I try my “my yacht is getting shorter” ploy with the mooring fee guys and we agree a deal for a three night stay, nice to know I have not lost my touch! We came to notice that our fellow yachtsman and women appear to dispense with the propriety of wearing clothes in this mooring. The fact brought home to me by the sight of a large German lady leaning over the pulpit of her small yacht to pick up a mooring buoy displaying her enormous, bottom. Quite enough to put one off one’s beer but on the other hand some of the sights were more pleasing to the eye.
After three days relaxing in this idyll we must resume our northing for we have a berth booked in Veruda Marina, Pula and tickets for a flight home. We had a good beat to Uvala Maracol on Otok Uije sailing close hauled under full main and staysail. The staysail sheets well inboard and in stiff north and north easterlies we find that we can point higher and maintain good speed. Uvala Maracol is a large deep bay giving good protection from all but the south east. Many mooring buoys have been laid and we picked up one fairly near the entrance to the bay well away from most other boats. No sooner have we tied up than Lynn is in the water cooling off for the temperature is still in the mid thirties. I hear her call and when I look over the transom I see that she is surrounded by a huge shoal of fish all about nine inches in length. They have obviously learnt that boats are a source of food and a shoal of these not unattractive silvery creatures with a dark blue spot on each side of their bodies just forward of their tail fin accompanies every moored boat. The only buildings in the bay a small group of derelict stone structures that I would imagine were once used for salting down fish. We are on the east of the island and their is a path that winds over the hill to the village on the west side some two miles distant where the eighty or so islanders live. How they live is something worth pondering for outside fishing and laying down moorings there would appear to be no other industry. The island is some seven mile in length and two wide and although now cloaked in mostly scrubby growth it must have a sometime in the distant past have been home to many industrious families for as we sail next day heading for Pula we see amongst the greenery the remains of walls, enclosures and terracing and the waters edge is lined with more stone walling. Trying to picture what daily life on this island was like and what they traded we unfurl our sails and head out into open water. The wind fair between fourteen and twenty knots we complete the thirty odd nautical miles to Pula under main and genoa, falling back briefly on engine aid to get us Hrid Porer lighthouse where the strengthening wind and shallows around the point have built up a choppy sea. By 14.15 we are med moored in Veruda Marina for two days of boat cleaning and preparation before our flight home on the 28th.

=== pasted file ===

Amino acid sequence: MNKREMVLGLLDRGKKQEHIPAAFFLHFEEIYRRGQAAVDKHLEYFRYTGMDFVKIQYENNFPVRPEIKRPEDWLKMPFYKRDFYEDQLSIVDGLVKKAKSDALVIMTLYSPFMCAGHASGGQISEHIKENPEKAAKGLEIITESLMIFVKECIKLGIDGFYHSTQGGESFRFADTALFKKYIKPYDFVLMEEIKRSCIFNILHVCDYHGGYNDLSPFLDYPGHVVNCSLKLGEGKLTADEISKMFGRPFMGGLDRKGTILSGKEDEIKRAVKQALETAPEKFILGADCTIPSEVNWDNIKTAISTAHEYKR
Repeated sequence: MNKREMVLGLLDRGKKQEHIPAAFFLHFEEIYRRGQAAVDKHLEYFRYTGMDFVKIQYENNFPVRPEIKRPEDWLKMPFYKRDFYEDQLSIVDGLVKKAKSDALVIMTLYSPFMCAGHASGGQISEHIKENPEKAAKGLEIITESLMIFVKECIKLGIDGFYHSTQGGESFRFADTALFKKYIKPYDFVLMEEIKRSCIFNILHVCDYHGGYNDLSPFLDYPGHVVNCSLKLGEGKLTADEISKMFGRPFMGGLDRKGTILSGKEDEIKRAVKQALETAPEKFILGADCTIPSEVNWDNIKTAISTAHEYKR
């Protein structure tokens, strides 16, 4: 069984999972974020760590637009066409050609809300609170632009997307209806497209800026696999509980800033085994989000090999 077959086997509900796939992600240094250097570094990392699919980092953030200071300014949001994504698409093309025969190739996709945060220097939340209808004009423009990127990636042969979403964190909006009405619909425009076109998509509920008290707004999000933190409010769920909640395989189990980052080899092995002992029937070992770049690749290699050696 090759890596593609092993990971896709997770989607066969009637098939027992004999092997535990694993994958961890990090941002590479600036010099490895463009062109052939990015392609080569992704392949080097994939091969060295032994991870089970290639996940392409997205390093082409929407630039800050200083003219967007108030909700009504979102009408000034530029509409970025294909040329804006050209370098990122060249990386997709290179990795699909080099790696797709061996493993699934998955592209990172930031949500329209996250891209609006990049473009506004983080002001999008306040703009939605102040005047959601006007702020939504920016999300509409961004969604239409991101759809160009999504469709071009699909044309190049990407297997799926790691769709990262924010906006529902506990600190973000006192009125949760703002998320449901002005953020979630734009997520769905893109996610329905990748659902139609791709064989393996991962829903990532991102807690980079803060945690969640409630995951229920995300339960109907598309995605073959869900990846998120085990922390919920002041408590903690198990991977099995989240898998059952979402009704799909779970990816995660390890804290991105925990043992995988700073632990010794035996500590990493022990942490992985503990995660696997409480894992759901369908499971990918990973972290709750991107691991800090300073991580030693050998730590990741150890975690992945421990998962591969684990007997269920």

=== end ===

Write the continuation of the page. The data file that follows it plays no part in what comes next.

Normal service (if you can call it that) will be resumed on our return on the 18th August when, having decided that Venice will be too hot and too crowded in August we will start southbound.